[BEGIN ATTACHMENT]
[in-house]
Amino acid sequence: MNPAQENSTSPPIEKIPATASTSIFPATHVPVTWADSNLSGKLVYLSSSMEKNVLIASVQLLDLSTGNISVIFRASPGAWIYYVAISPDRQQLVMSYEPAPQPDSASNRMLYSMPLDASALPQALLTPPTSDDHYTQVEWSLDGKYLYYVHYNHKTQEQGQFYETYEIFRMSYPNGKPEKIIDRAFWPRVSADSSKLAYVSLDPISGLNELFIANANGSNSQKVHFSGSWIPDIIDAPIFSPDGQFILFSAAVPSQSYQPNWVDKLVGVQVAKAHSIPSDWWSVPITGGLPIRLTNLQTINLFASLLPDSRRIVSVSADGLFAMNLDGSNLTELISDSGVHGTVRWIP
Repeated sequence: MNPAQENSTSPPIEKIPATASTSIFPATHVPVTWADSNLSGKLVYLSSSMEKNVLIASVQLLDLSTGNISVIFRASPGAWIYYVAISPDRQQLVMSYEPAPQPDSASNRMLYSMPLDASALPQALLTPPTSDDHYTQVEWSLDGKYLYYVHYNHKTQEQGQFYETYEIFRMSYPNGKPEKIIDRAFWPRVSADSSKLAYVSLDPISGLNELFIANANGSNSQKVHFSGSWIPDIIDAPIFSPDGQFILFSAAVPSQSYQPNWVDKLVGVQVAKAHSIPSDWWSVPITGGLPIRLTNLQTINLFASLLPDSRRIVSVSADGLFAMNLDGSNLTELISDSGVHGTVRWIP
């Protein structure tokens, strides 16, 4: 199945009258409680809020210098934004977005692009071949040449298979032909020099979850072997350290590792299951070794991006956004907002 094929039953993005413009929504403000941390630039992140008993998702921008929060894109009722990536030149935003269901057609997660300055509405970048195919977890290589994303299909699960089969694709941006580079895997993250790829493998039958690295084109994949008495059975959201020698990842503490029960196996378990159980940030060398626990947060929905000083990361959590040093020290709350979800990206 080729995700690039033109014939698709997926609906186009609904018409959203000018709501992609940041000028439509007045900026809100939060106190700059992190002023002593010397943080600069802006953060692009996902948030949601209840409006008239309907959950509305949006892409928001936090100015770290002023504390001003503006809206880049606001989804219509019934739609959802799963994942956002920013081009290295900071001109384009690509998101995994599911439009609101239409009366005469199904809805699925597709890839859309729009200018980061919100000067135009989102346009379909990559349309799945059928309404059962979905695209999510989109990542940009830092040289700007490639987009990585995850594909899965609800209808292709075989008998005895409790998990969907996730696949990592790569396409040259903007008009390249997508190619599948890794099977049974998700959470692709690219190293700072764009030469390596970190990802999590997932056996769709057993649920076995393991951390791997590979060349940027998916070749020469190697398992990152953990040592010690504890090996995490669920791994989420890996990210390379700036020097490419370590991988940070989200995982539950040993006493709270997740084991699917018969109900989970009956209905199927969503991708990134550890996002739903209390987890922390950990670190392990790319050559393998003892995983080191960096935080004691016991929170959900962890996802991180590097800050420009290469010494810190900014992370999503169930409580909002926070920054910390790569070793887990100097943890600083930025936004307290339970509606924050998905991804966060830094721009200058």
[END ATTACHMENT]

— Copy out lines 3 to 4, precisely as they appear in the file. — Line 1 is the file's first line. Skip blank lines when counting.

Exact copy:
Repeated sequence: MNPAQENSTSPPIEKIPATASTSIFPATHVPVTWADSNLSGKLVYLSSSMEKNVLIASVQLLDLSTGNISVIFRASPGAWIYYVAISPDRQQLVMSYEPAPQPDSASNRMLYSMPLDASALPQALLTPPTSDDHYTQVEWSLDGKYLYYVHYNHKTQEQGQFYETYEIFRMSYPNGKPEKIIDRAFWPRVSADSSKLAYVSLDPISGLNELFIANANGSNSQKVHFSGSWIPDIIDAPIFSPDGQFILFSAAVPSQSYQPNWVDKLVGVQVAKAHSIPSDWWSVPITGGLPIRLTNLQTINLFASLLPDSRRIVSVSADGLFAMNLDGSNLTELISDSGVHGTVRWIP
């Protein structure tokens, strides 16, 4: 199945009258409680809020210098934004977005692009071949040449298979032909020099979850072997350290590792299951070794991006956004907002 094929039953993005413009929504403000941390630039992140008993998702921008929060894109009722990536030149935003269901057609997660300055509405970048195919977890290589994303299909699960089969694709941006580079895997993250790829493998039958690295084109994949008495059975959201020698990842503490029960196996378990159980940030060398626990947060929905000083990361959590040093020290709350979800990206 080729995700690039033109014939698709997926609906186009609904018409959203000018709501992609940041000028439509007045900026809100939060106190700059992190002023002593010397943080600069802006953060692009996902948030949601209840409006008239309907959950509305949006892409928001936090100015770290002023504390001003503006809206880049606001989804219509019934739609959802799963994942956002920013081009290295900071001109384009690509998101995994599911439009609101239409009366005469199904809805699925597709890839859309729009200018980061919100000067135009989102346009379909990559349309799945059928309404059962979905695209999510989109990542940009830092040289700007490639987009990585995850594909899965609800209808292709075989008998005895409790998990969907996730696949990592790569396409040259903007008009390249997508190619599948890794099977049974998700959470692709690219190293700072764009030469390596970190990802999590997932056996769709057993649920076995393991951390791997590979060349940027998916070749020469190697398992990152953990040592010690504890090996995490669920791994989420890996990210390379700036020097490419370590991988940070989200995982539950040993006493709270997740084991699917018969109900989970009956209905199927969503991708990134550890996002739903209390987890922390950990670190392990790319050559393998003892995983080191960096935080004691016991929170959900962890996802991180590097800050420009290469010494810190900014992370999503169930409580909002926070920054910390790569070793887990100097943890600083930025936004307290339970509606924050998905991804966060830094721009200058």